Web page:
Social Security Today the History Term Paper

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[. . .] Additionally, the majority opposed raising the age for benefits, increasing taxes, or having the government invest in the stock market.

What the Polls Say

According to the polls at pollingreport.com, many more Democrats were against privatization than were Republicans. This is probably because Democrats historically have more trust in the government to protect people and provide security, while Republicans traditionally are against any kind of government support for the individual in trouble or any form of financial interference. Independents were about halfway in-between, because independents can lean one way or the other. Another reason why more Republicans might have supported privatization is because Republicans are generally much more sympathetic with business interests, and that would be very good for big business.

Variations in the Polls

There are some very minor differences in reported opinion between many of the polls, which may be accounted for as sheer chance dependent on the polled population and the time of day or month that the poll was taken. For example, a poll largely taken during the day on a monday might have reached more unemployed or elderly people while one taken in the mid-afternoon on a Saturday reached more workers. It might also be a function of some minor cultural event. For example, a movie or tv show may have just highlighted the issue prior to one poll, or an economic downswing in the market that morning might have worried people who sat on the fence about the issue. People tend to be very easily influenced.

Some of the differences in poll results, though, appear to be based on the way a question is phrased. For example, a poll that focuses on individual responsibility by asking "Do you approve or disapprove of...allow[ing] individuals to divert part of their Social Security payroll taxes into private accounts which they could personally invest in the stock market for their retirement?" had 54% of those polled say that they approved, and 40% disapproved. However, a poll that addressed the issue more realistically by giving added details such as "Some people say this is a good thing because it is possible to earn a higher rate of return in the stock market. Others say the stock market is too unpredictable to trust it with Social Security funds. What do you think? Do you approve or disapprove of allowing younger workers to divert their payroll tax money from Social Security into private investment accounts?" had only 38% positive response and 55% negative response. Yet these two polls were only a few months apart, and conducted by the same company. This probably reflects a difference in the way the question was phrased, and the fact that it encouraged a thoughtful response instead of one based mainly on instincts or party-line thinking.

How Important is this Issue?

Social Security is a major issue, and in some elections it has been a voting issue. Today, however, there are a lot of other things to worry about that may be more pressing, such as the war on Iraq. Polls show how America feels about the importance of social security when voting for a president. All through the polls taken nationwide in 2004 regarding top voting issues and most pressing concerns, Social Security was considered such a low priority that it was generally not even mentioned. When it was mentioned, polls consistently showed that only 2-4% of respondents said that they would consider it to be a voting issue. However, only two years ago this was not the case. In 2002, 11% of those polled considered Social Security to be a voting issue. In 2004 the most important issues were the economy and the war in Iraq. This distinctly shows that both the youth of today and those that will be retiring soon know that what happens today is likely more important than what is possibly going to be a problem in forty years.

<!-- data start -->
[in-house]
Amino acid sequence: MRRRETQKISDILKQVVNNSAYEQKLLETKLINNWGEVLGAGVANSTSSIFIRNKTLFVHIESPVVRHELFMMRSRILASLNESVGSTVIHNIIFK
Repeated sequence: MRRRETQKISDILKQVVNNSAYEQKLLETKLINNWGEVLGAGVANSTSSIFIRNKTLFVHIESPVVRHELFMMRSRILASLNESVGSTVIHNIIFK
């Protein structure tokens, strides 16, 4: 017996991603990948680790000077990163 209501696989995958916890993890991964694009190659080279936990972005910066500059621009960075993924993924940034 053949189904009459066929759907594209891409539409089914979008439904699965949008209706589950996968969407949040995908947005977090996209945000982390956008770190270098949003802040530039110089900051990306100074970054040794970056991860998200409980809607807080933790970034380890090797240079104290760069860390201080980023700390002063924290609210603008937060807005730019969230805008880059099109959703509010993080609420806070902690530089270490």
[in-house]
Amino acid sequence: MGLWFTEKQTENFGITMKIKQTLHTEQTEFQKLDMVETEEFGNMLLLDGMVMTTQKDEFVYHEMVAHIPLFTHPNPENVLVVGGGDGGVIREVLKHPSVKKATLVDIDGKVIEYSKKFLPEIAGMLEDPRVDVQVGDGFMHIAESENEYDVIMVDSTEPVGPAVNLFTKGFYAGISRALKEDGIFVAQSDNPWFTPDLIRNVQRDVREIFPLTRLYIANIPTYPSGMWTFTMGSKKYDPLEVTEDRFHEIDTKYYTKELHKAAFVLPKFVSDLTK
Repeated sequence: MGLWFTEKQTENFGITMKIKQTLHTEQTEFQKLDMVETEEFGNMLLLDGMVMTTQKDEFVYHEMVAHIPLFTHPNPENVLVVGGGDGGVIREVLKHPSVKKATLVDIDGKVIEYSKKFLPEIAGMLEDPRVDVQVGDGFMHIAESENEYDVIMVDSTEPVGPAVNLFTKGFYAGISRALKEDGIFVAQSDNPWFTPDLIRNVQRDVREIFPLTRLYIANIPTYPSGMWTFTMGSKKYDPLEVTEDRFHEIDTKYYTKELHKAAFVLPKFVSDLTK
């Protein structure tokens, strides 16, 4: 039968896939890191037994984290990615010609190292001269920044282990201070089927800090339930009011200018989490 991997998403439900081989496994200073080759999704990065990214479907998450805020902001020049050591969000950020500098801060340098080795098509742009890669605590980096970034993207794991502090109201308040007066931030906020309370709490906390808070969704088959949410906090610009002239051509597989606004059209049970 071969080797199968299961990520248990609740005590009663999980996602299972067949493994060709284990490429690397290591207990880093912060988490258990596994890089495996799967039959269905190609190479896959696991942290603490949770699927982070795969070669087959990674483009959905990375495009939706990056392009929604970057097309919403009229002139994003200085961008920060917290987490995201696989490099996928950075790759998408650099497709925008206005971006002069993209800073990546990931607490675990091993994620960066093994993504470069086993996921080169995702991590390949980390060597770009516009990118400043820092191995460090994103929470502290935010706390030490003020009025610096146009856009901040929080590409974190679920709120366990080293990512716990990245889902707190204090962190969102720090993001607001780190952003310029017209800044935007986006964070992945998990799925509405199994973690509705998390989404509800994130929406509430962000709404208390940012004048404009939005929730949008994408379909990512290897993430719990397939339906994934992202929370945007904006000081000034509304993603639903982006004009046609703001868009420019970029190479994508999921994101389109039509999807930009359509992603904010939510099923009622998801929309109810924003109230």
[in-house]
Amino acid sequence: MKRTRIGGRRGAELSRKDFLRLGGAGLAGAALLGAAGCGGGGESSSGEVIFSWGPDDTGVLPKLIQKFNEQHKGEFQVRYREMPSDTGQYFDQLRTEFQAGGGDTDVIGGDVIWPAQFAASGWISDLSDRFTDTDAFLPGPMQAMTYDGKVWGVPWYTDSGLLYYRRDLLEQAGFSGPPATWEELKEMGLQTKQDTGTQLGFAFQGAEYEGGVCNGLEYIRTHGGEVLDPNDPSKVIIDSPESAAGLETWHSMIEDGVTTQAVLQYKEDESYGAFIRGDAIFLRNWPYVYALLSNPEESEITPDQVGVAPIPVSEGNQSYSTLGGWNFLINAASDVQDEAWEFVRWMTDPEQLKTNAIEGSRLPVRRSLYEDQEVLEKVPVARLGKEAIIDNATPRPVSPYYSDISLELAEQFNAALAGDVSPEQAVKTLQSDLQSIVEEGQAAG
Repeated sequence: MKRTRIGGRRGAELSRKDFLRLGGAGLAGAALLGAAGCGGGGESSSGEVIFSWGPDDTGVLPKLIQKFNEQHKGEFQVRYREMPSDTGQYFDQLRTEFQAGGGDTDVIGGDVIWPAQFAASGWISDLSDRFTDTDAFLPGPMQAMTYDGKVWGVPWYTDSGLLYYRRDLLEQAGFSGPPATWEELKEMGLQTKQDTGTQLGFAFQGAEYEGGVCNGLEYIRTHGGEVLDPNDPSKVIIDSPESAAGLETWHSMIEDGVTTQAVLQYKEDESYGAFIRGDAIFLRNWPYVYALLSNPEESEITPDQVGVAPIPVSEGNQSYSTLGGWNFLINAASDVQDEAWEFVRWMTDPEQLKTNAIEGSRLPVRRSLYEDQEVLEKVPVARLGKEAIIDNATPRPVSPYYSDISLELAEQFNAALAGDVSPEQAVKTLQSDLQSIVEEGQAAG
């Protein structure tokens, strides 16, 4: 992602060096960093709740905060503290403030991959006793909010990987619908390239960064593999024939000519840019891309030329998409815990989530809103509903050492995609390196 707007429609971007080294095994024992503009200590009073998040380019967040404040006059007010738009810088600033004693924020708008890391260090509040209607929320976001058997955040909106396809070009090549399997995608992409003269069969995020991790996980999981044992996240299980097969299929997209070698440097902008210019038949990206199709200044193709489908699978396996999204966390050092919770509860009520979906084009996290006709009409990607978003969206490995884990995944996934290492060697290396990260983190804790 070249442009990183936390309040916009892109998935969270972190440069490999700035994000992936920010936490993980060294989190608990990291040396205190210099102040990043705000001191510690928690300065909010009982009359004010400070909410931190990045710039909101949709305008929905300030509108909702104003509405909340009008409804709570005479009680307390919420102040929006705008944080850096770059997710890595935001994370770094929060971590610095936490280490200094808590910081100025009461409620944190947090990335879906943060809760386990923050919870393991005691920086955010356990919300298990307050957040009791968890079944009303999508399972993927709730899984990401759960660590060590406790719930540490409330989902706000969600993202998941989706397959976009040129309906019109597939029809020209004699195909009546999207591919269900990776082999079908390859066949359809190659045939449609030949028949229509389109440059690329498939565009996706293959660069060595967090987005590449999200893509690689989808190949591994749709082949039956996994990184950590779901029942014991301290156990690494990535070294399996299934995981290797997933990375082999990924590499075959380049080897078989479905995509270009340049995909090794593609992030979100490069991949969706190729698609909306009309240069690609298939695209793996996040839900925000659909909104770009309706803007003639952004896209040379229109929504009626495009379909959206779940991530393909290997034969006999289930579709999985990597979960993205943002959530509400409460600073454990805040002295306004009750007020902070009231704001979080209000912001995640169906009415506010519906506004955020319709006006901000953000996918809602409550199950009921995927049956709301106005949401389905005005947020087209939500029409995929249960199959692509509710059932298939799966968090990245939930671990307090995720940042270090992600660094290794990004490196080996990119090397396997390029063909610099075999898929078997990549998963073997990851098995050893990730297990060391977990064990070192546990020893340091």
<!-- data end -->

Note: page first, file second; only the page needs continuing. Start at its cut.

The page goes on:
My Opinion think Social Security probably needs to be reformed slightly. I think that it should be easier to get on Social Security disability (there is currently a five-month waiting period for all applicants, and most applications are repeatedly rejected) so that the elderly who are physically incapable of working can retire, however, the minimum age for retirement without disability should be higher. I think that the government should consider investing in private stocks with higher returns, but should only do so in lieu of other corporate welfare. Additionally, I think that immigration of young, able-bodied workers should be encouraged, and that American corporations who out-source their work should still be required to pay social security taxes for overseas employees (though those employees should not themselves be taxed) so that there will be less benefits to out-sourcing work.

Bibliography

Bartlett, Bruce. " Social Security Problems Accelerating" Idea House, 1997. http://www.ncpa.org/~ncpa/oped/bartlett/dec397.html

Daly, Marc. "Understanding the Social Security Debate" FRBSF Economic Letter 99-20; June 25, 1999. http://www.frbsf.org/econrsrch/wklyltr/wklyltr99/el99-20.html#subhead4

DeWitt, Larry. "Brief History" SSA Historian's Office. http://www.ssa.gov/history/briefhistory3.html

Dreyfuss, Robert. "The end of Social Security as we know it?" Mother Jones (Online), 1996. http://www.motherjones.com/news/feature/1996/11/dreyfuss.html

Issue Guide. "Social Security: People's Chief Concerns" 2004. http://www.publicagenda.org/issues/pcc.cfm?issue_type=ss

PollingReport. http://www.pollingreport.com

SSA (Social Security Administration). "A Brief History of Social Security Pamphlet" 2000. http://www.ssa.gov/history/reports/briefhistory.html [END OF PREVIEW]

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https://www.essaytown.com/subjects/paper/social-security-today-history/3452857.